SHORTEN: Oh listen, I'm not going to start getting into Monday morning coaching of Saturday’s game here. For me, what's important is how, and the government, is how we provide cost of living relief. That's where the government's focus is upon, the treasurer has been very clear that we want to keep pushing our cost of living relief. We want to unblock supply chains, we delayed the skill shortages, and we want to decrease put downward pressure on our fiscal policies and government spending. So that's the game in town and the tough thing at the moment, is that people paying mortgages are the tip of the spear at the Reserve Bank strategy to tackle inflation and that's tough, because they've got mortgages to pay and the, the nine increases are painful. They're incredibly tough for people who've got no means of replacing the income that they're now - the extra money of which they've now got to contribute to their mortgage.

KARVELAS: Is there a better way to kill inflation then than raising interest rates again?

SHORTEN: Oh listen, Ross Gittens. First of all, the Reserve Bank's doing the job which it has to do at hand which is monetary policy, your question goes to the things driving inflation and not just the expenditure on houses and things which interest rates affect then are there other mechanisms and that's why I think the government – Ross Gittens did a pretty good article on this today, I thought

KARVELAS: And what were the points you made that you think may…

SHORTEN: In essence, he said that if all you have is a hammer then everything looks like a nail and the metaphor being that if he told you to reduce interest is the altering the price or the rates of interest rates then that would become the only solution you you have in your hands. That's what the Reserve Bank has. The federal government, I think, is trying to do the right thing here. I wouldn't say that but it actually is. They're looking at how do we how do we relieve pressure on energy prices? And interestingly, the Reserve Bank commented pretty positively about the impact of what the federal government, the Prime Minister and the treasurer did at the end of last year, which is keeping downward pressure on energy prices, getting wages moving is important. New childcare changes come into effect this year. And that's good for parents who are sending their kids to childcare. The other thing which we're looking at is, as I said earlier in the interview, part of what's driving inflation now or a big part is delays in the supply chain or blockages in the supply chain. The things which go towards price of products. So if we have more skills and training, then we've got more skilled workers that helps decrease blockages in the supply chain. Again, we've mentioned energy prices. Our energy system really has been neglected for 10 years, which means that that's putting upward pressure on energy prices, that causes fiscal discipline. The government I know in the, my colleagues and the expenditure review committee are working night and day to see where we can tighten up government spending to make sure there's not money being wasted.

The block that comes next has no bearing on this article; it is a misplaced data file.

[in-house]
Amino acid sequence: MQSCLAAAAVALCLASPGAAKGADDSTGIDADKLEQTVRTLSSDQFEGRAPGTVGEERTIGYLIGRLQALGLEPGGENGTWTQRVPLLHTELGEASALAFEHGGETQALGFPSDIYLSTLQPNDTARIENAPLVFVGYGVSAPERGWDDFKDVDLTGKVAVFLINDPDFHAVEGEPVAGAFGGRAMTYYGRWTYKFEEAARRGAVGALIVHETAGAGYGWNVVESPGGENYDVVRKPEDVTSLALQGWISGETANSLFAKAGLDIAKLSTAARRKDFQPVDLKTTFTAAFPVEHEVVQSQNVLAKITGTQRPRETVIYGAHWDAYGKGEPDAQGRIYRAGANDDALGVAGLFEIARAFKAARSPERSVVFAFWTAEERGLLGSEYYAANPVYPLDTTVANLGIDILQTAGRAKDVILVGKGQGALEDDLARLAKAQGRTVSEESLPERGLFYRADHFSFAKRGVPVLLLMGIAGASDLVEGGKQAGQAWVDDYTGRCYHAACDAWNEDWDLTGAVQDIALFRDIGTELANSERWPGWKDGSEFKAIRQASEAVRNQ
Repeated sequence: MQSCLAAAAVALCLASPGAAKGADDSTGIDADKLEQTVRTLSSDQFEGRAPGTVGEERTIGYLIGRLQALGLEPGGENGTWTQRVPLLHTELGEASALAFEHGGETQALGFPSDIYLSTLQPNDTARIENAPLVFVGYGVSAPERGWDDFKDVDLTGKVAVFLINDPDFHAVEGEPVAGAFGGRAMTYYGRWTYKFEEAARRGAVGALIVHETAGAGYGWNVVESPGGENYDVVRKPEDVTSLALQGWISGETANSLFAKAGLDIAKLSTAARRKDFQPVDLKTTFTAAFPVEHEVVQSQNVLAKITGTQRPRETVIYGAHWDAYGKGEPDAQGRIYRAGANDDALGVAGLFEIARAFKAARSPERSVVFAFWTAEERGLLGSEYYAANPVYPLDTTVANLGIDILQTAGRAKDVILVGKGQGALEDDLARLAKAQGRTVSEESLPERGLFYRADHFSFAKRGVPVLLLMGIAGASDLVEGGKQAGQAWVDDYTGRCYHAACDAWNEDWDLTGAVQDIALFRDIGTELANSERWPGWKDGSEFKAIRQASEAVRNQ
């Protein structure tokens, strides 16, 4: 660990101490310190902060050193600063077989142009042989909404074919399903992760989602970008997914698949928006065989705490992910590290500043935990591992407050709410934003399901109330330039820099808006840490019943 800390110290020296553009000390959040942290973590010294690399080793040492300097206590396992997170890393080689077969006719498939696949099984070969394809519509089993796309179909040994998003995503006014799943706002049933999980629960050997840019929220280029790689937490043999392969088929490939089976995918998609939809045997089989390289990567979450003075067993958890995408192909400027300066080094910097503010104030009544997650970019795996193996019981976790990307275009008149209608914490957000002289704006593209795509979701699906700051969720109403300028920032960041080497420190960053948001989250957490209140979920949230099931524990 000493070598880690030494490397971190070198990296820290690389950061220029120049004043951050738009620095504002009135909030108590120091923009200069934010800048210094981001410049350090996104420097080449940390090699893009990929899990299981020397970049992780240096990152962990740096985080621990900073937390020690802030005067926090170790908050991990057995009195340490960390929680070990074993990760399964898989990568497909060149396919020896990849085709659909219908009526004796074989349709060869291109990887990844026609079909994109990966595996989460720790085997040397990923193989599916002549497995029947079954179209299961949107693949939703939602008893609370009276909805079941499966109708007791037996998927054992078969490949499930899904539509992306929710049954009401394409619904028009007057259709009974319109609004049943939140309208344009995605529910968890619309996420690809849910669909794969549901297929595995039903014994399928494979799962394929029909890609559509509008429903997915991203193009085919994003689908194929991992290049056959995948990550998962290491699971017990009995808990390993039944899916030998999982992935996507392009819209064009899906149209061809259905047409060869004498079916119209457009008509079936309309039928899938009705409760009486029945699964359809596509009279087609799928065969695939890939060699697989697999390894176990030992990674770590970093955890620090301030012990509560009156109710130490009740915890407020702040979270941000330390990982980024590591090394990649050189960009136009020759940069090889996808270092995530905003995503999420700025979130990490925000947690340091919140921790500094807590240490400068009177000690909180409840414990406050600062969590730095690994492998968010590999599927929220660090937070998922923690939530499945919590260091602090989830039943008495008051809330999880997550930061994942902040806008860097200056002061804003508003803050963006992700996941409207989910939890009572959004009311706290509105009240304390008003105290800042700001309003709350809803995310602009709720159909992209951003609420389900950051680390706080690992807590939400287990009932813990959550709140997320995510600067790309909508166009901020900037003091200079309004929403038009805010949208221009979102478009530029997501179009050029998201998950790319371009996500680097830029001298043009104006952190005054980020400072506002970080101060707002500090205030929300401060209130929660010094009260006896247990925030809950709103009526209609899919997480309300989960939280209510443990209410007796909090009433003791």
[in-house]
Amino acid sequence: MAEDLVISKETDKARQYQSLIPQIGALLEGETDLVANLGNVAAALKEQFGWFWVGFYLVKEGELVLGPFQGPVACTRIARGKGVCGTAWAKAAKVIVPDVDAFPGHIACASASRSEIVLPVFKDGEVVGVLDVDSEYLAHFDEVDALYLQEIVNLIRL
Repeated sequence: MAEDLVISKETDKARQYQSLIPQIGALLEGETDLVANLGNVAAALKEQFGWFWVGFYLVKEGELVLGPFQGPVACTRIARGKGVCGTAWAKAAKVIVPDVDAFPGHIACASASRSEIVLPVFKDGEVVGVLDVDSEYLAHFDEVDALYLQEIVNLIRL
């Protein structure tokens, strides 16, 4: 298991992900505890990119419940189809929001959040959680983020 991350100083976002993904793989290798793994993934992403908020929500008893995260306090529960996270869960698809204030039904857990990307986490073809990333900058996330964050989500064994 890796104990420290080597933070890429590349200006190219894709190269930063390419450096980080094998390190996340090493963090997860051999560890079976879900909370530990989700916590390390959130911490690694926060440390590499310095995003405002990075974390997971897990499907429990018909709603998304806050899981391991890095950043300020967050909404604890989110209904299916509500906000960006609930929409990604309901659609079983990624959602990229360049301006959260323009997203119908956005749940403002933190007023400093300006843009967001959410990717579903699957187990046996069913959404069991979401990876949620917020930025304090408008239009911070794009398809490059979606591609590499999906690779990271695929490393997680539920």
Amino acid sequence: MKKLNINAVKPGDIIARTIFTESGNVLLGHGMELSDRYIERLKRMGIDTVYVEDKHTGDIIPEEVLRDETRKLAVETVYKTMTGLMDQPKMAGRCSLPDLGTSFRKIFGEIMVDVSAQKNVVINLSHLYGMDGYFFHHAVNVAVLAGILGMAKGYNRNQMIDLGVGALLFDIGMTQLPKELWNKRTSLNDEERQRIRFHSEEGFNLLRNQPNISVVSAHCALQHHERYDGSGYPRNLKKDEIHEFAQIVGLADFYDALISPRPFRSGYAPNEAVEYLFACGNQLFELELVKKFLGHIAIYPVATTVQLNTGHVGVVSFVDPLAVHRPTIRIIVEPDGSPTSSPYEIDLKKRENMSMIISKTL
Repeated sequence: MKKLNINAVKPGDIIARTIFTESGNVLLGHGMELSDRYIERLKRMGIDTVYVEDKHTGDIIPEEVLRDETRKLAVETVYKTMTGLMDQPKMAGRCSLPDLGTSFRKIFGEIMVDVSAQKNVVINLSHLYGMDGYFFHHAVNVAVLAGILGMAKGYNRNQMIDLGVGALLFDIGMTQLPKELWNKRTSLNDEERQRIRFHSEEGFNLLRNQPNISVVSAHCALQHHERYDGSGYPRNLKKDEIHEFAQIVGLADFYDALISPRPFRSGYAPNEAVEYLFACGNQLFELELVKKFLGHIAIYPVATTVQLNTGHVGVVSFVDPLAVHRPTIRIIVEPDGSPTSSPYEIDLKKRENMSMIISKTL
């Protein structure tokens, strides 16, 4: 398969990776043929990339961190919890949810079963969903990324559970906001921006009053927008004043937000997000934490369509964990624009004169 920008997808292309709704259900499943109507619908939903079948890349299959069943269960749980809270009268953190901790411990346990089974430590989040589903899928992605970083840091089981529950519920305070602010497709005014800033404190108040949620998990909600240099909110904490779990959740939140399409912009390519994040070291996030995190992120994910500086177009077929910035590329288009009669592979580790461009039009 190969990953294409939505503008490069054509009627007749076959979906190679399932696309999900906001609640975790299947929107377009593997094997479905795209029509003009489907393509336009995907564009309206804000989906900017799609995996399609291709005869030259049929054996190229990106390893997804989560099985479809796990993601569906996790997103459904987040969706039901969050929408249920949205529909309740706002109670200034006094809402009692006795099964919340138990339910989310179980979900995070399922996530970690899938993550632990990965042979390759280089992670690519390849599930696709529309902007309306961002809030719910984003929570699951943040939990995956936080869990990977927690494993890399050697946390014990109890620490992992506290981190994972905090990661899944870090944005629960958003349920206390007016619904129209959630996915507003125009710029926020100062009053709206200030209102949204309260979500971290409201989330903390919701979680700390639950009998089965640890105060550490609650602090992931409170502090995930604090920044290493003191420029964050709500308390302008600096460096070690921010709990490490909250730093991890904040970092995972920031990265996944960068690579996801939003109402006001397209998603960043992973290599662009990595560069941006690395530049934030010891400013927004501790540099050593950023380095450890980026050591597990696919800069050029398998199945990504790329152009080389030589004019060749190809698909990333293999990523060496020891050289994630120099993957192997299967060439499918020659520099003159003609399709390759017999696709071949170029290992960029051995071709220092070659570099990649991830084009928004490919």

KARVELAS: Governor Phil Lowe’s term is up this year. He wants another five years heading up the central bank. Does he really deserve it?

SHORTEN: We don't comment on the independent reserve bank and that would be and I haven't made any comments on Phil Lowe and I’m not going to.

KARVELAS: But do you understand the frustration? I mean, some of your colleagues, would say they’re frustrated.

SHORTEN: I certainly do. There's a challenge out there in the community. You know, one of the things I do to try and help make amends for always being away in parliament in my family is to do the weekly shopping and you talk to butchers, you talk to shopkeepers, they're seeing people tightening their belts, in terms of expenditure. There's a lot of pressure out there on families because wages growth helps a bit. Energy prices not increasing as much as they would otherwise, helps a bit but when you're paying $1,500 or $1,700 or $1,200 more each month in your mortgage. Most people are not, people are not going to get pay rises or find an extra $1,200 lying around each month. So that's the pressure that people are feeling. So the sooner we can get the inflation genie in the bottle, that's just what I think people are really looking for.